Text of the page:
Tags: hans | parisis | Rising | Commodities | Stir | Global | Uncertainty

Rising Commodities to Stir Global Uncertainty

By    |   Monday, 14 February 2011 12:20 PM

This morning we have some interesting headlines.

In Egypt, the Supreme Military Council issued its "Communiqué Number 5" saying that “the Supreme Council will run the affairs of the country on a temporary basis for six months or until the end of parliamentary and presidential elections."

Speaking about contagion, over the weekend we also saw protests elsewhere in the region, including Bahrain that has new protests today. Bahrain may worry markets, as protests there may take on a sectarian tone, and that could resonate among oil producers in the Gulf if unchecked.

China had its “smallest” surplus in nine months. Imports in January rose 51 percent y/y (forecast of plus 28 percent) while exports gained 37.7 percent (forecast plus 22.4 percent), leaving a trade surplus of US$6.5 billion for the month. This compares to $13.1 billion in December and a forecasts of $10.7 billion.

PBOC (People’s Bank of China) vice governor and also head of SAFE (State Administration of Foreign Exchange) Yi Gang said that the exchange rate of the yuan (CNY) is at an “appropriate” level at present.

He is also quoted as saying that the authorities will gradually allow the market to set the value of the yuan (CNY,) but notes that “there is no timetable to make the Chinese currency fully convertible.”

In India, the wholesale price index rose 8.23 percent y/y in January, which was above the consensus forecast of 8.05 percent, but down from 8.43 percent previously. However, wholesale food prices rose 15.7 percent y/y compared with 13.6 percent in December.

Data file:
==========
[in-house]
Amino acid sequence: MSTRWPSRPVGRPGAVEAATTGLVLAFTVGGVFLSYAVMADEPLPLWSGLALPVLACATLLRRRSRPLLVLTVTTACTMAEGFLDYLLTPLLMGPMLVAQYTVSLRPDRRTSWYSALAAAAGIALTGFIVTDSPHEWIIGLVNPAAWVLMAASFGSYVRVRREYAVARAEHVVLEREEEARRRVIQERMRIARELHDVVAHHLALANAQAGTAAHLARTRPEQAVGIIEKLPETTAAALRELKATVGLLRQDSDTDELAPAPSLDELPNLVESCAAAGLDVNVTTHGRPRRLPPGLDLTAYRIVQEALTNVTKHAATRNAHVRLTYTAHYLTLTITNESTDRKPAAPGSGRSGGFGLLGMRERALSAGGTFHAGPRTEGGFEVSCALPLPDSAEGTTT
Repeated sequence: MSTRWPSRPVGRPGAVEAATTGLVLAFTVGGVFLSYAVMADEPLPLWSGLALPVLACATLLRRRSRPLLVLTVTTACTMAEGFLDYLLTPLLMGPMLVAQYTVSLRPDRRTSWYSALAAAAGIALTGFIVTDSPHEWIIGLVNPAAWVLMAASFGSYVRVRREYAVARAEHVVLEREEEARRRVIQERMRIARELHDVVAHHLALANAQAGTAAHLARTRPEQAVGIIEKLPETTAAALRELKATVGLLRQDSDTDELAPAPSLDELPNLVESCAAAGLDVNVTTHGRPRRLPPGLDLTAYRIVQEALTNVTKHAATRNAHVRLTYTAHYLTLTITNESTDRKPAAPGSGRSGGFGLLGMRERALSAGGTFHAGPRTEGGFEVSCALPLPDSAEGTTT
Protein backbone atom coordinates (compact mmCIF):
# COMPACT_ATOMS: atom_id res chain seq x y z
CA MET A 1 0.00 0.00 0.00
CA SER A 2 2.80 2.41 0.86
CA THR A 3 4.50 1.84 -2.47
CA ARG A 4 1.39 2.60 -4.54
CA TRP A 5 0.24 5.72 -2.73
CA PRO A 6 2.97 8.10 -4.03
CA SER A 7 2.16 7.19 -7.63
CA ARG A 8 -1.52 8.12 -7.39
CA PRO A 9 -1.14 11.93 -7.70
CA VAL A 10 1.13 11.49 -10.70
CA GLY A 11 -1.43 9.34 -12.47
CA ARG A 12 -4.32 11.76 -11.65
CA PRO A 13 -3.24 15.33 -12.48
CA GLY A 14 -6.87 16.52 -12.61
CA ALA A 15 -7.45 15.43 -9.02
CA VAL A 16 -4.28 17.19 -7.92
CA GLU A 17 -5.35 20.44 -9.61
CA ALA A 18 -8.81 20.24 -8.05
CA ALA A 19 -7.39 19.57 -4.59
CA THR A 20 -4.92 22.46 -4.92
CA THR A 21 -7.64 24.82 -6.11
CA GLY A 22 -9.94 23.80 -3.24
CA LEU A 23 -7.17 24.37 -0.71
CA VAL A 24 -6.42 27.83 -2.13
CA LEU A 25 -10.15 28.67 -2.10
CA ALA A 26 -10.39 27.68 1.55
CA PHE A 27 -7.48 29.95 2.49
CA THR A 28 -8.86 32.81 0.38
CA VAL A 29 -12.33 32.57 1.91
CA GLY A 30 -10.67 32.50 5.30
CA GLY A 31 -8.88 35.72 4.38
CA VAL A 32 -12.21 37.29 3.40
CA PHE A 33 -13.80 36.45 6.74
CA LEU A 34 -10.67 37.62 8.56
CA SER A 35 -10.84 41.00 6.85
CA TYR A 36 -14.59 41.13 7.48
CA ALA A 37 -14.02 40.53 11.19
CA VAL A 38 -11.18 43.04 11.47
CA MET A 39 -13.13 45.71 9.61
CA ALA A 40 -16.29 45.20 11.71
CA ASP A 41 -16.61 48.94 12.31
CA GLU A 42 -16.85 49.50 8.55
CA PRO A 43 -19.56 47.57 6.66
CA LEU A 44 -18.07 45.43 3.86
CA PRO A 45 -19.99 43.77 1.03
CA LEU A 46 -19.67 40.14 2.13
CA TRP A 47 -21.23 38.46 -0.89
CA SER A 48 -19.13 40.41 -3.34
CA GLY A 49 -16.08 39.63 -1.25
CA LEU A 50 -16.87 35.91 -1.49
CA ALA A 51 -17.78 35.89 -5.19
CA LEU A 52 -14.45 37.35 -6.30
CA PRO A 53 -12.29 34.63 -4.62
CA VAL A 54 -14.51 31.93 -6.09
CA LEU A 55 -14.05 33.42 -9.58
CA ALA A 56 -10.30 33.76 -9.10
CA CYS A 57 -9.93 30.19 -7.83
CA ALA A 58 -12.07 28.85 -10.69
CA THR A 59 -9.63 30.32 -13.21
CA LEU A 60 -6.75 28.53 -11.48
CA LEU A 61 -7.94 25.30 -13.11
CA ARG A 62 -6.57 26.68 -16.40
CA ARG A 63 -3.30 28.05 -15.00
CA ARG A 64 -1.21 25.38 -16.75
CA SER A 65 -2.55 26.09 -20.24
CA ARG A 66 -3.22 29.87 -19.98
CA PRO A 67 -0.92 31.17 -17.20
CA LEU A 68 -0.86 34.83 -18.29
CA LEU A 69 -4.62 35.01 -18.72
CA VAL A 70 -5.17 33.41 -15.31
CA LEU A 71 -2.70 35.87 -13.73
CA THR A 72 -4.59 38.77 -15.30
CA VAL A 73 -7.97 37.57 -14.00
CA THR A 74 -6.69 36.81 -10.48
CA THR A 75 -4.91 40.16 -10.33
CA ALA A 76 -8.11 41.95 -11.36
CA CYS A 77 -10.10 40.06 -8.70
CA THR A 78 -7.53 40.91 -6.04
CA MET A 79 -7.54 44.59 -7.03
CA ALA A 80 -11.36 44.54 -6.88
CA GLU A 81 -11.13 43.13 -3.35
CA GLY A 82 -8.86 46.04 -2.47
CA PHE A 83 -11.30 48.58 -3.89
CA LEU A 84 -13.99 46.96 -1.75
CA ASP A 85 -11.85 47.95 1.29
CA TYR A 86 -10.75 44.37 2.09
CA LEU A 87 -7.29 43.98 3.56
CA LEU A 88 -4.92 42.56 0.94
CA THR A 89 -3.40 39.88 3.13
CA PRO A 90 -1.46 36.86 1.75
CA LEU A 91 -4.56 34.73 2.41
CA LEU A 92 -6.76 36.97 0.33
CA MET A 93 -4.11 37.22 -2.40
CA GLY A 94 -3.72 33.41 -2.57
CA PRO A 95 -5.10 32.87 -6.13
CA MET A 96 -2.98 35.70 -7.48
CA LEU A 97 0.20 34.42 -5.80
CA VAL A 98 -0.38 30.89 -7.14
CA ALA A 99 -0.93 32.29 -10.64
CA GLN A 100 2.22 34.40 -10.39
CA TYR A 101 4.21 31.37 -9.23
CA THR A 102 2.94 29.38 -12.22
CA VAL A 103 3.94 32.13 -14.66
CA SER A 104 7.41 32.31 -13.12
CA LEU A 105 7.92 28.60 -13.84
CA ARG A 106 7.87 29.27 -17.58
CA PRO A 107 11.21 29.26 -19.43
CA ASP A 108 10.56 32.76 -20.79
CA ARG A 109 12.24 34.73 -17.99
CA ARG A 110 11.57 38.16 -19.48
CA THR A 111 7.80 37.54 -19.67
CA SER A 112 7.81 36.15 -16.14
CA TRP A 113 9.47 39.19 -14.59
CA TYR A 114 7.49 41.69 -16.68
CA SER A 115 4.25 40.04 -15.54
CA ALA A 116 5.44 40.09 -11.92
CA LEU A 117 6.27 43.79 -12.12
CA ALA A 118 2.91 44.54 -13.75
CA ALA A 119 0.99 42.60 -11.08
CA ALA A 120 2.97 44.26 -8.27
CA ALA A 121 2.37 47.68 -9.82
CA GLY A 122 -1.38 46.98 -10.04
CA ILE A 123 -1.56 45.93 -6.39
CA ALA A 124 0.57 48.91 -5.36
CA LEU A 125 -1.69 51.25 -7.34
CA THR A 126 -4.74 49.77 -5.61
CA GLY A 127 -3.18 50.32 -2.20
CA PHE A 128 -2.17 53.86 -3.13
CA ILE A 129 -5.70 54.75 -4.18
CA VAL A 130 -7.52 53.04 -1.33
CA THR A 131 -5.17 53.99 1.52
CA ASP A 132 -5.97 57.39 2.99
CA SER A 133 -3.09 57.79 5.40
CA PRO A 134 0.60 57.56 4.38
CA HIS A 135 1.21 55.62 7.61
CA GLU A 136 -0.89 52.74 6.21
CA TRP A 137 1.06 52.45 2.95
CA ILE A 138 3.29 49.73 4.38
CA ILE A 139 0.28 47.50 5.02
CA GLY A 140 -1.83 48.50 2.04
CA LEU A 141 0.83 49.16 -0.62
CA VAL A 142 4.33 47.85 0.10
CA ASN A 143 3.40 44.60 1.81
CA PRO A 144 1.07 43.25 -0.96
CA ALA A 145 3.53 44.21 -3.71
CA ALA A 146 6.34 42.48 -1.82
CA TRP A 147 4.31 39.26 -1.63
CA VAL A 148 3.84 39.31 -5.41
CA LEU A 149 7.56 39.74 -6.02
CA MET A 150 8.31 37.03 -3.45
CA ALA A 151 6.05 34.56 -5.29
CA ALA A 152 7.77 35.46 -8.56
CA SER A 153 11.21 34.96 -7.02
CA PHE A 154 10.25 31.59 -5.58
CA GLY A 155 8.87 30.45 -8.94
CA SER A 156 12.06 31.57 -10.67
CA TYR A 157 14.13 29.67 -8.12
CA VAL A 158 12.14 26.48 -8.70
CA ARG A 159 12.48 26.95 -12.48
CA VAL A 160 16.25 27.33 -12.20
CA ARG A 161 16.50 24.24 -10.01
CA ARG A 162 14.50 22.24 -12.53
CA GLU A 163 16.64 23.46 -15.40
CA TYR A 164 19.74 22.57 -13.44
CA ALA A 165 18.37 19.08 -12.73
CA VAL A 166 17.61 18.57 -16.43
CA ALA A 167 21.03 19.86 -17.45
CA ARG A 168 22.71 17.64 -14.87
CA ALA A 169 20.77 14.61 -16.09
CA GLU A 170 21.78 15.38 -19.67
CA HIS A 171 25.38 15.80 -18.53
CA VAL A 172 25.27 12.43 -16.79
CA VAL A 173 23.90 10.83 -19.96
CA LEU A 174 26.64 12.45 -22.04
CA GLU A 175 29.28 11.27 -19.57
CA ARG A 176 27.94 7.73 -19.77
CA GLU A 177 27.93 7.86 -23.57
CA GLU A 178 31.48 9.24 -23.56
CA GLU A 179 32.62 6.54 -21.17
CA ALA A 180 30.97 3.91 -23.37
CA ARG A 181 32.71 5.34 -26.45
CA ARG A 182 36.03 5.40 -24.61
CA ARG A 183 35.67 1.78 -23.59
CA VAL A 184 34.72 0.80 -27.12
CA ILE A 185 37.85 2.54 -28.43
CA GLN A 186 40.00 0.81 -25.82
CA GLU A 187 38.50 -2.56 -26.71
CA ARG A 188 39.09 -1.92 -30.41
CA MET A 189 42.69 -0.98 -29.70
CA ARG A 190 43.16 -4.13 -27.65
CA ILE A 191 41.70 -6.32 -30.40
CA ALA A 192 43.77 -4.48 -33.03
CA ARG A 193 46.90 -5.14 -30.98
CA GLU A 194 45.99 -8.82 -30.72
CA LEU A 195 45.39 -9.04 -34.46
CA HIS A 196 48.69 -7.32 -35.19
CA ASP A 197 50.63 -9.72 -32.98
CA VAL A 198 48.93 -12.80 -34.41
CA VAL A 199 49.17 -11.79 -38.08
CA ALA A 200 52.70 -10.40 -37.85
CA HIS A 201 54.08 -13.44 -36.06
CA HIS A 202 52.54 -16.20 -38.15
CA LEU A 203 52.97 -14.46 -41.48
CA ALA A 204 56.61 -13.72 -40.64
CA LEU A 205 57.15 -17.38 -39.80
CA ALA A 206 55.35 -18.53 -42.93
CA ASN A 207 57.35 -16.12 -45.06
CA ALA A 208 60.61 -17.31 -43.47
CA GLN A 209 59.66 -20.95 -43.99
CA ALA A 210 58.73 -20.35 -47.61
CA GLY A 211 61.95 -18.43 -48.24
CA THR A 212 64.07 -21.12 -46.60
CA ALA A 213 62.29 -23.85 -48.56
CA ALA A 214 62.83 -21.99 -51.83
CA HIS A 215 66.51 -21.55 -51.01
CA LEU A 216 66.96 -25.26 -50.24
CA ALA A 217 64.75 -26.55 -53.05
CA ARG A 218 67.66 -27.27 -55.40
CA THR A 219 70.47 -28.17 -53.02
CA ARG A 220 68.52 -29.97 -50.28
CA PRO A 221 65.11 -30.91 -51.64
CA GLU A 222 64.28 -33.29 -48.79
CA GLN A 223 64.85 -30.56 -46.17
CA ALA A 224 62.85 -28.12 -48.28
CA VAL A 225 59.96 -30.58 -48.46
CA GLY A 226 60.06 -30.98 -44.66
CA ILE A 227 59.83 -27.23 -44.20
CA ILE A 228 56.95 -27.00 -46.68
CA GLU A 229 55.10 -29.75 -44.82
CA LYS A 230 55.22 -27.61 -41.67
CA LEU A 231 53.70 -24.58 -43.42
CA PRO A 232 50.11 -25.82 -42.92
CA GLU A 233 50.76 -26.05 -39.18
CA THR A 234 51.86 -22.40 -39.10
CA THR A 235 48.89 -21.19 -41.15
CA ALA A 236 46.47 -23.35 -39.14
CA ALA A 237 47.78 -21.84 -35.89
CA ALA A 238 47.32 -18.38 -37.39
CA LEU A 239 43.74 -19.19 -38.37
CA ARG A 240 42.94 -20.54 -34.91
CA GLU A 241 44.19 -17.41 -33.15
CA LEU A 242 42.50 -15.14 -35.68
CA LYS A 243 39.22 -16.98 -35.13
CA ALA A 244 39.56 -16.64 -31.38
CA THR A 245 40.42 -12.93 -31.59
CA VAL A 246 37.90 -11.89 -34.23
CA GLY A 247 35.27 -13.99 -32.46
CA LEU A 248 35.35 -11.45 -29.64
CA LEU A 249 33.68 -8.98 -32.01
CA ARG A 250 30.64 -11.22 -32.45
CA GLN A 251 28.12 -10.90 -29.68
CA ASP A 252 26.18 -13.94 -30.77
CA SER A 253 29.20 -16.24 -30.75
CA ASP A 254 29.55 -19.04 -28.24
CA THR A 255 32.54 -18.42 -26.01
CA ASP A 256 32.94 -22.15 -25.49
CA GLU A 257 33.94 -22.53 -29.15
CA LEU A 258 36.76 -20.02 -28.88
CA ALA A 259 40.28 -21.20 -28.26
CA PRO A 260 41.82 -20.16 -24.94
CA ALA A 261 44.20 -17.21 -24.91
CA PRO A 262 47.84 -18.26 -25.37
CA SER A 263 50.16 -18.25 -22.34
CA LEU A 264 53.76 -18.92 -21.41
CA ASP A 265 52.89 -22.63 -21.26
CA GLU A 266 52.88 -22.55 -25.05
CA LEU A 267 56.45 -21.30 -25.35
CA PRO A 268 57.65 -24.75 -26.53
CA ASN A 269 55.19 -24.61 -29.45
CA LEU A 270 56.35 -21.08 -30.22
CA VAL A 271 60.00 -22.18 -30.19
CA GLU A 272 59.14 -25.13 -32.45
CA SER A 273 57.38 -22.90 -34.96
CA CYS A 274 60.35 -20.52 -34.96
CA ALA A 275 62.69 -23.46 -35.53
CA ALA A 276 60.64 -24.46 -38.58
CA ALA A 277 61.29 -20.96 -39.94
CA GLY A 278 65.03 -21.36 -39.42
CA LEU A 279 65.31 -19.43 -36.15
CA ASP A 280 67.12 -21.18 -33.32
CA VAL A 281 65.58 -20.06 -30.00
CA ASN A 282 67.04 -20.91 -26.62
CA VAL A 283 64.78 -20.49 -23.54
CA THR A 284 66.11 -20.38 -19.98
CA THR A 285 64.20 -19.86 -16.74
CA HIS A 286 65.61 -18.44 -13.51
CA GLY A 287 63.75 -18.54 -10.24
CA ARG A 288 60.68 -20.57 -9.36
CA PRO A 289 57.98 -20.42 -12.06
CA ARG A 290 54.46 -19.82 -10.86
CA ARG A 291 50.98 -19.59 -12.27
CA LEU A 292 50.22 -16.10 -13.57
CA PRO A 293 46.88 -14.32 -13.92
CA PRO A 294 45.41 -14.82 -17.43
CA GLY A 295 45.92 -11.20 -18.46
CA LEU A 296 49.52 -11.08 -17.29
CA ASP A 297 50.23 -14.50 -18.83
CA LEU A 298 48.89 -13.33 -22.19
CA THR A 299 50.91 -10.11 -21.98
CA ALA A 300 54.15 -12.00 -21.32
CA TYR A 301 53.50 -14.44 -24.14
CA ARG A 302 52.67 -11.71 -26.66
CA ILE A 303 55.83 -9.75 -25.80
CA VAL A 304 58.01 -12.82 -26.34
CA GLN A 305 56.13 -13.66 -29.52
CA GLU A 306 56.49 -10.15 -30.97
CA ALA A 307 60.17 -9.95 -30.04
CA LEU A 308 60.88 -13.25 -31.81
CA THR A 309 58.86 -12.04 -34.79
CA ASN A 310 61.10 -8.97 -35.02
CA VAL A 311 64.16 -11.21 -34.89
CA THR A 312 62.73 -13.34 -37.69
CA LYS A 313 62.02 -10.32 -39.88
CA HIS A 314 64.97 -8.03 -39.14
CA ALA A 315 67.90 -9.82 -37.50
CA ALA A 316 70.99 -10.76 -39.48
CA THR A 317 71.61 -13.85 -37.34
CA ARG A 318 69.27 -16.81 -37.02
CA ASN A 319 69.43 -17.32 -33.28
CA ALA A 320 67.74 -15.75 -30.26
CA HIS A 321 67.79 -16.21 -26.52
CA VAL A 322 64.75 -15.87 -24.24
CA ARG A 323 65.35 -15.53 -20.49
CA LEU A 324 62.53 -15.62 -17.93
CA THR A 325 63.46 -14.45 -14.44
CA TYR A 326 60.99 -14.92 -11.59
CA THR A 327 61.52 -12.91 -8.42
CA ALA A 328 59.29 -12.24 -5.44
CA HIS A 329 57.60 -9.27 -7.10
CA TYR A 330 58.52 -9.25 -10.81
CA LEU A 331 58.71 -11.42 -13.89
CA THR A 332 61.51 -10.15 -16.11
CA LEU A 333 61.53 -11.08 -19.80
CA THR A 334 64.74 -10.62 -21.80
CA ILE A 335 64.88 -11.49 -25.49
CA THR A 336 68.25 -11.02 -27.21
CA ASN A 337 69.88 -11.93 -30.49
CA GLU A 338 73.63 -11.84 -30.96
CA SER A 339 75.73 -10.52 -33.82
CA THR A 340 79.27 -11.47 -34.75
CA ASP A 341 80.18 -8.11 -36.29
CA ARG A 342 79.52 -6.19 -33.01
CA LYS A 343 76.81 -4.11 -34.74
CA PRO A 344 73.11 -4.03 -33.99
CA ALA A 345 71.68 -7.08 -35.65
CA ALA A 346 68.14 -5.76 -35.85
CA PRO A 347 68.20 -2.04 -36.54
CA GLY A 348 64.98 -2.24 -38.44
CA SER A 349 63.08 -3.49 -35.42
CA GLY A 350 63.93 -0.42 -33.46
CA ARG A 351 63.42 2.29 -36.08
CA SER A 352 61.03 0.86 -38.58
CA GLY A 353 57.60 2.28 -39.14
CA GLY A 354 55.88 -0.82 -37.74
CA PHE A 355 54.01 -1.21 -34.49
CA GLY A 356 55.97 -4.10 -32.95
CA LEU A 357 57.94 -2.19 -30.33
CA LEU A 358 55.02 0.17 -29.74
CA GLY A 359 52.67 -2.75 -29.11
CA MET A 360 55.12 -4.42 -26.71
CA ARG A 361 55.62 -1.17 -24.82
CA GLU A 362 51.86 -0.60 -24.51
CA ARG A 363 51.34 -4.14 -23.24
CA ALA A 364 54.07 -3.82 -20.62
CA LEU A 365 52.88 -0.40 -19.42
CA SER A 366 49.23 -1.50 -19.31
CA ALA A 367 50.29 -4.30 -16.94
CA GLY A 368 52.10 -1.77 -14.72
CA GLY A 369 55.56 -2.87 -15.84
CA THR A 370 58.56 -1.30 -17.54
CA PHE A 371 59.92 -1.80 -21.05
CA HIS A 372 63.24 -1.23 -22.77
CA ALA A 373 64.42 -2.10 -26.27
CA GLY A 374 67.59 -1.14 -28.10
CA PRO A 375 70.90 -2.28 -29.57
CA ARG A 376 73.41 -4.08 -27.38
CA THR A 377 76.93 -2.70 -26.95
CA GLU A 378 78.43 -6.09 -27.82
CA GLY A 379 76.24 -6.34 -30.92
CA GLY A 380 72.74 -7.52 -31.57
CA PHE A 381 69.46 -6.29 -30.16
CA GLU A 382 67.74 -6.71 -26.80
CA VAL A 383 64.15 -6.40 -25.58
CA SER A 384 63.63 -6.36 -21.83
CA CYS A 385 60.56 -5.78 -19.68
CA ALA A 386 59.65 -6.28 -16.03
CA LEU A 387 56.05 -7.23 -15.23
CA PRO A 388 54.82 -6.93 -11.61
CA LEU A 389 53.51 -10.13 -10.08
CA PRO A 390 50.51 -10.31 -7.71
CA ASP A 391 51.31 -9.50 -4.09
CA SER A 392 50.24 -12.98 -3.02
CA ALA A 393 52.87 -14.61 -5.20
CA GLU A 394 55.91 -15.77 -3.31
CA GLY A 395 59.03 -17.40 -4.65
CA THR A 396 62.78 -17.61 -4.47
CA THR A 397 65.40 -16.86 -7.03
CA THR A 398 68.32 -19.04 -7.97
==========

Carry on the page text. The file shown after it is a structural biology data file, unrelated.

South Korea: The Korea Development Institute said in a monthly report that the “Korean economy is facing growing inflationary pressure amid continued economic growth and improvement in the employment sector.”

Central Bank of Chile’s President Jose De Gregorio said: “On the one hand, there is administering capital inflows into some emerging economies … This has not occurred in Chile and although there is the possibility of applying capital controls, its long term efficacy must be carefully evaluated … on the other hand, in a world where emerging economies have gained importance, the appreciation of their currencies is here to stay … Although their effects on the economy can be mitigated for some time, long-term measures must be adopted to foster competitiveness.”

With the G-20 meeting taking place in Paris at the end of this week and when we take a worldwide approach, we note that if there has been a “common” theme so far to 2011 it has been a rising tide of protests, both at street as well as at governmental levels, in a number of markedly different nations globally, and as well as in emerging as in developed economies.

The daily headlines illustrate this point unmistakably with reports of clashes over the weekend in Yemen, Algeria, the latest communiqué from the Egyptian Supreme Military Council and talk in Ireland that Fine Gael that is the second largest political party in Ireland and is generally seen as more to the political right may have already threatened to restructure the debt of the Irish banks should they fail to get better terms on the bailout if they are elected to power next week on Friday, Feb 25.

Although a lot of reasons can be identified for this rising tide of unrest, caused by the droughts in China to the mind-blowing “structural inefficiencies” in the eurozone, it seems to me that if we were to identify one of the underlying forces to all this then it would be the policy intensifying disputes over currencies and monetary policy settings or “currency wars” if you want that, in fact, have dominated the market landscape for the past decade.

To me, nothing has changed and it still seems to me that the causal chain of the bubble that had emerged in a wide range of markets through 2007-2008 was the dispute that arose at the start of 2002 between the U.S., China and Japan over precisely these issues. These forces were directly responsible for the wave of money that flowed into peripheral Europe, known as the PIIG countries, through and at least until the summer of 2007, hereby forcing sovereign yields down to unjustifiable low levels and stimulating their already hot housing markets in nations such as Ireland, Spain, etc. creating, in turn, the perfect conditions for the ultimate bust.